§ Mr. Loughlin
None, Sir. Increases in National Insurance retirement pensions form part of a pensioner's income and, as such, are liable to be taken into account by those responsible for any assessment based on income, whether for tax, rate rebate or any other purpose. Those receiving supplementary pensions normally receive an allowance to cover their rent and rates in full, and are not eligible for a rate rebate in addition.
§ Mr. Dean
I am not talking about those who are getting this supplementary benefit. Does not the Minister realise that the effect of the pension increase will be partly nullified unless changes are made in the rate rebate schemes? Will he speak to his right hon. Friend the Minister of Housing and Local Government and ensure that that Minister seeks from Parliament powers to operate the provisions which already exist in the Rating Act, to ensure that the income limits in the rate rebate scheme are increased, so that the pension is not diminished for these pensioners?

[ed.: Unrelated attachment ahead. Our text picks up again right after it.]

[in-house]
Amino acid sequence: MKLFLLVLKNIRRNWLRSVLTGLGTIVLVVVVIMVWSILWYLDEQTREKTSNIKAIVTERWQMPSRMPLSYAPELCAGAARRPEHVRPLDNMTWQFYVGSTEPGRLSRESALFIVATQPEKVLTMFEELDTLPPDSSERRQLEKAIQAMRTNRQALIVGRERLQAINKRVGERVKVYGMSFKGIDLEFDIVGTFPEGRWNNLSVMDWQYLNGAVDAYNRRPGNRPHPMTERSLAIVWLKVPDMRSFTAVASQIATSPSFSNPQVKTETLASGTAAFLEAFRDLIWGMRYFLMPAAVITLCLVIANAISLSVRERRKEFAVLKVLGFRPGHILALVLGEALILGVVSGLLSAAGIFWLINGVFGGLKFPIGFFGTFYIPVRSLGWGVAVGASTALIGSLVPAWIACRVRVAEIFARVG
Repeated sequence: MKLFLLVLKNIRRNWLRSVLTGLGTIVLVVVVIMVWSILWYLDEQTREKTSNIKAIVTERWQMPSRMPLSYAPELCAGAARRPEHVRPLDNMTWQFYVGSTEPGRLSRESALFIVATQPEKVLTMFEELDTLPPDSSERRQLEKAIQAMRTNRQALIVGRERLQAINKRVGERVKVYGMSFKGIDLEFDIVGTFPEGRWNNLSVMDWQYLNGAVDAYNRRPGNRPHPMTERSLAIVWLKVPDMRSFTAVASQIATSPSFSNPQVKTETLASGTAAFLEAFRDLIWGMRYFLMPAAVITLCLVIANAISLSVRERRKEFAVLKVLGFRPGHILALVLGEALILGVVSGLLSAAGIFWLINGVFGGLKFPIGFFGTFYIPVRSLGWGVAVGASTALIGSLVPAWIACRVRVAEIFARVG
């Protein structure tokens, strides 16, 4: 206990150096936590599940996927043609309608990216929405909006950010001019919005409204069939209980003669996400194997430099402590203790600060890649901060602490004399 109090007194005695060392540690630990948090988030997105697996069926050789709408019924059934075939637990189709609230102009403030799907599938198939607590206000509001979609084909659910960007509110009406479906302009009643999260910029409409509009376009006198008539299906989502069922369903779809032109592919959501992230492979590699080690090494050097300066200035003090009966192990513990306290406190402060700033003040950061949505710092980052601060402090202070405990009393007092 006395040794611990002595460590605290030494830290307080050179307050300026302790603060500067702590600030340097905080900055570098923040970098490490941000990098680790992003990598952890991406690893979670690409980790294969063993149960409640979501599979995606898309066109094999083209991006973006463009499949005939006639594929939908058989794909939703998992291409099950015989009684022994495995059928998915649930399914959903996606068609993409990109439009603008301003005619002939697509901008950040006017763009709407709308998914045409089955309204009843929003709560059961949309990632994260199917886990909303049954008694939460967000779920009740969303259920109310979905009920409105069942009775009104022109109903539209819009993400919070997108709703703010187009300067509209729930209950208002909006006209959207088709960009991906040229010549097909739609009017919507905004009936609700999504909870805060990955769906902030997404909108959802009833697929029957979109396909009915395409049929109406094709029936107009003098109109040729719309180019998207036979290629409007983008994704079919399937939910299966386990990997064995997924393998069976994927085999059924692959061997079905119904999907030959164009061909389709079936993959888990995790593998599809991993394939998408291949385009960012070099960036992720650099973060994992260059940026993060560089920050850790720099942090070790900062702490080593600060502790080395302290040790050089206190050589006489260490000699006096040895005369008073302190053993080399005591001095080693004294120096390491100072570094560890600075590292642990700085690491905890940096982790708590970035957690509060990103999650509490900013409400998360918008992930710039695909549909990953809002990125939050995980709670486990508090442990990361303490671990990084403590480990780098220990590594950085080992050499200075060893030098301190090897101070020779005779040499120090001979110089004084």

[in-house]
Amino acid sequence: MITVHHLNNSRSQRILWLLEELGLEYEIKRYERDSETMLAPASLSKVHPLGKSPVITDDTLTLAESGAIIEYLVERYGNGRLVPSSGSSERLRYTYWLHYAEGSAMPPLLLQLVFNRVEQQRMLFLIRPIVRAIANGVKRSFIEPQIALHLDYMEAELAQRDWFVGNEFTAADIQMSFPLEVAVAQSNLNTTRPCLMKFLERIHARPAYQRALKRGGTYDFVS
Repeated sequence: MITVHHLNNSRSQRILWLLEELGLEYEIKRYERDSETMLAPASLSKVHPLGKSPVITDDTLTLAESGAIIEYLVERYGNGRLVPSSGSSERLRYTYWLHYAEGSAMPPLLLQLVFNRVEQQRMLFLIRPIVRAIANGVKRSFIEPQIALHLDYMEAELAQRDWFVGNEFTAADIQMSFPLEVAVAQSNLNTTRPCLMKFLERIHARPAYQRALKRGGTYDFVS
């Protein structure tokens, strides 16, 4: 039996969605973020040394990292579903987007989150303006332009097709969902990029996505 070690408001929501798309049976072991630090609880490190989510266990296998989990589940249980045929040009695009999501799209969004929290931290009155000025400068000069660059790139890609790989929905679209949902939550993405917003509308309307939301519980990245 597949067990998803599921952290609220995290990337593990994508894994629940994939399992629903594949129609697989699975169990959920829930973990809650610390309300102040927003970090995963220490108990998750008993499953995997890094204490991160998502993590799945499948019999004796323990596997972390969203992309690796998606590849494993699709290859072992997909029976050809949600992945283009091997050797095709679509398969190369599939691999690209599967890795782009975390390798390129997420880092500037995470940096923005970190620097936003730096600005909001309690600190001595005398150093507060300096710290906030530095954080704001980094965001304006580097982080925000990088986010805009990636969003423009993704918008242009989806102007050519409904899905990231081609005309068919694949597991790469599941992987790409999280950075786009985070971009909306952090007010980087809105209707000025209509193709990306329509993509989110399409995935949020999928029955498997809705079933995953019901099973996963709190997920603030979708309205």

§ Mr. Loughlin
We will have to be a little careful about this. If a rate rebate scheme is introduced, as a consequence of the upgrading of pensions some people are bound to come outside the minimum level for rate rebates. I think that this applied in the old scheme under which the previous Government, the Conservative Government, gave £200,000 in rate rebate. It applied there, but it applies more to us, because of the increases we have made in pensions.